COVID-19 has caused both destruction and disruption on an unprecedented scale.
There has been destruction of lives and livelihoods. And while there has also been extraordinary disruption in the classical sense of the word, there has also been a disruption in the more modern meaning: when new approaches and innovations emerge and shake up the traditional way of doing things. The virus has created new opportunities to support each other as a community, new ways of connecting with family and - for the health and aged care sectors – new ways to build the capacity of systems and to foster collaboration at speeds that have dazzled many.
The implementation and consultation of new telehealth items has occurred at warp speed, with some declaring that what looked like a ten-year project had been accomplished in weeks. This has been achieved because we have all come together like never before.
In early March, as the full threat of COVID-19 loomed in Australia, our palliative care sector was already taking measures to prepare for increased numbers of people dying from COVID-19 and to support health professional colleagues who may not have had experience of caring for patients dying in the way experienced by COVID-19 patients overseas.
The sector began to think strategically about the needs of existing palliative care patients and the palliative care workforce and what resources would be required to ensure palliative care patients and their families continued to receive the care and support they need.
As part of this planning, Palliative Care Australia (PCA), the national peak body for palliative care, brought together experts in a range of palliative care disciplines including clinical, academic, research, policy and advocacy. PCA Chair Professor Meera Agar, clinician, academic and advocate for palliative care, was able to rapidly bring together key leaders on the national level and also engage proactively with State and Territory palliative care clinicians. With its first meeting on 3 March 2020, the Australian COVID-19 Palliative Care Working Group (ACPCWG), chaired by Professor Agar, was formed and has been meeting weekly via Zoom since then.
The Working Group established an issue register early on, which enabled critical issues to be identified quickly for consideration. Using their wide breadth of expertise, the Working Group has undertaken and supported a range of activities including:
- Providing a conduit of advice to the Australian Government and a point of dissemination of key messages to the palliative care community
- Supporting the development of clinical guidance about COVID-19 and palliative care undertaken by ANZSPM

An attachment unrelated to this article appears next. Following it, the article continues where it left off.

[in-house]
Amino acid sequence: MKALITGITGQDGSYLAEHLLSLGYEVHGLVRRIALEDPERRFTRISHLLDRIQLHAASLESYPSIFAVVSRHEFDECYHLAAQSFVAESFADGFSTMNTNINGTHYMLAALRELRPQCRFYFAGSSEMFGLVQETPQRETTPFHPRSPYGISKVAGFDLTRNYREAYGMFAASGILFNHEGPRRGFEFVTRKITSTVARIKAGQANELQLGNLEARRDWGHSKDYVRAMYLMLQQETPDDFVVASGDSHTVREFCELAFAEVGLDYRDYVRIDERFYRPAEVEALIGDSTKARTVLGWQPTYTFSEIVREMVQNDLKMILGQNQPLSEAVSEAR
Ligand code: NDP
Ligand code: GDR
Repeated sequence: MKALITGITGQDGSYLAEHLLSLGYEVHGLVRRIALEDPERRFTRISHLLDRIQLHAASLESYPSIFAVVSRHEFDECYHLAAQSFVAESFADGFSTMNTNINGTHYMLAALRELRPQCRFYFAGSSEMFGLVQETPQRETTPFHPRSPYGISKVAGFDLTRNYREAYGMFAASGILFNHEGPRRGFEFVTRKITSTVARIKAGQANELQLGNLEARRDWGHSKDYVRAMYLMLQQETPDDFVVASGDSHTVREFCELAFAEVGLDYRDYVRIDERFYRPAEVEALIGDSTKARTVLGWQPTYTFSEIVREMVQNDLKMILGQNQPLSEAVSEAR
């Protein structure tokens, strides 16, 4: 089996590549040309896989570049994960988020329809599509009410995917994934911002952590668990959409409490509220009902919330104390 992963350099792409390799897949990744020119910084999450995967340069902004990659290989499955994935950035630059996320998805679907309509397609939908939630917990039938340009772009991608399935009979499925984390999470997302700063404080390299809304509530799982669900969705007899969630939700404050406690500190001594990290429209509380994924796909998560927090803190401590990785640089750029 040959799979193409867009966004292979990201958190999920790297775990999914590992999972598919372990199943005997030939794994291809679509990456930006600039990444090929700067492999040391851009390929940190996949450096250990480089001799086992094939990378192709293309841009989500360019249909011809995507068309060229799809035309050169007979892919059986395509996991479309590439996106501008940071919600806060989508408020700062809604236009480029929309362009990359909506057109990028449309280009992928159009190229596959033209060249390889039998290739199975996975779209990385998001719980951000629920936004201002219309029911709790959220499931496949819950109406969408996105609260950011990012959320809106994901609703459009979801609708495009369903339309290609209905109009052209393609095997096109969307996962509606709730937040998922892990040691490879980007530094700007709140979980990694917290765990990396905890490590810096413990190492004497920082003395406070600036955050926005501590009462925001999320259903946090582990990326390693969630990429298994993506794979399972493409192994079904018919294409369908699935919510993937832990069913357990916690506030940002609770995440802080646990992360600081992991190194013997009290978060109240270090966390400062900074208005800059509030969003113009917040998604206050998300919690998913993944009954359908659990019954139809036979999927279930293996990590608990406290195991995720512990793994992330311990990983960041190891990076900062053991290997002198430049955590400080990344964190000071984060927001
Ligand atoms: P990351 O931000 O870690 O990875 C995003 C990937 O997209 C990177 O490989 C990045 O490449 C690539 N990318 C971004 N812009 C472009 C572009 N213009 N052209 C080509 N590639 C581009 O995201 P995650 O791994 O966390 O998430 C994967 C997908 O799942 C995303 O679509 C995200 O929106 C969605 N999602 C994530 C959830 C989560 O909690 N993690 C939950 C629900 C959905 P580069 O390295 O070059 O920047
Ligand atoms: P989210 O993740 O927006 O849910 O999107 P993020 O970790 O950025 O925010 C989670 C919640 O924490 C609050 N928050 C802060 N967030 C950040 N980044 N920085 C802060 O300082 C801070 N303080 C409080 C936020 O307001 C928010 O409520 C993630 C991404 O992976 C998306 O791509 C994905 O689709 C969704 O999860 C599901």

- Advising the Therapeutic Goods Administration on critical palliative medications and devices for inclusion on the ‘watch-list’
- Publishing statements, commentaries and opinion pieces
- Supporting and making submissions on measures to improve telehealth through the MBS for palliative care patients
- Publishing a dedicated e-newsletter
- Supporting CareSearch’s establishment of a COVID-19 resource centre for across the system and population
- Contributing to valuable webinars for aged care staff (ELDAC)
- Promoting packs for palliative care patients being cared for in the home (caring@home),
- Joining the National COVID-19 Clinical Evidence Taskforce and support the creation of a palliative and aged care panel
The Working Group has also been concerned with the health and well-being of patients and staff in residential aged care, including visitor access for palliative care patients and the storage and access of palliative care medications.
The crisis is not yet over. However, whatever happens now with the course of COVID-19 in Australia, the country can be assured that palliative care leaders are ready to support anyone who needs palliative care, when and where they need it.
Most heartening, perhaps, has been the fact that, at key levels of government, palliative care has been included as central to the pandemic response. The importance of ensuring people have access to the care they need and the chance to die with dignity is our priority – “opportunity” may not be the right word, but COVID-19 has certainly provided an impetus to improve palliative care and collaborative working in Australia.
Moving forward, the Working Group is looking at ways it can embed some of the positive changes that have occurred – most immediately though submissions to the Aged Care Royal Commission and the current COVID-19 Senate select committee – so that the positive changes that have occurred are enduring, and not fleeting.
Rohan Greenland, CEO, Palliative Care Australia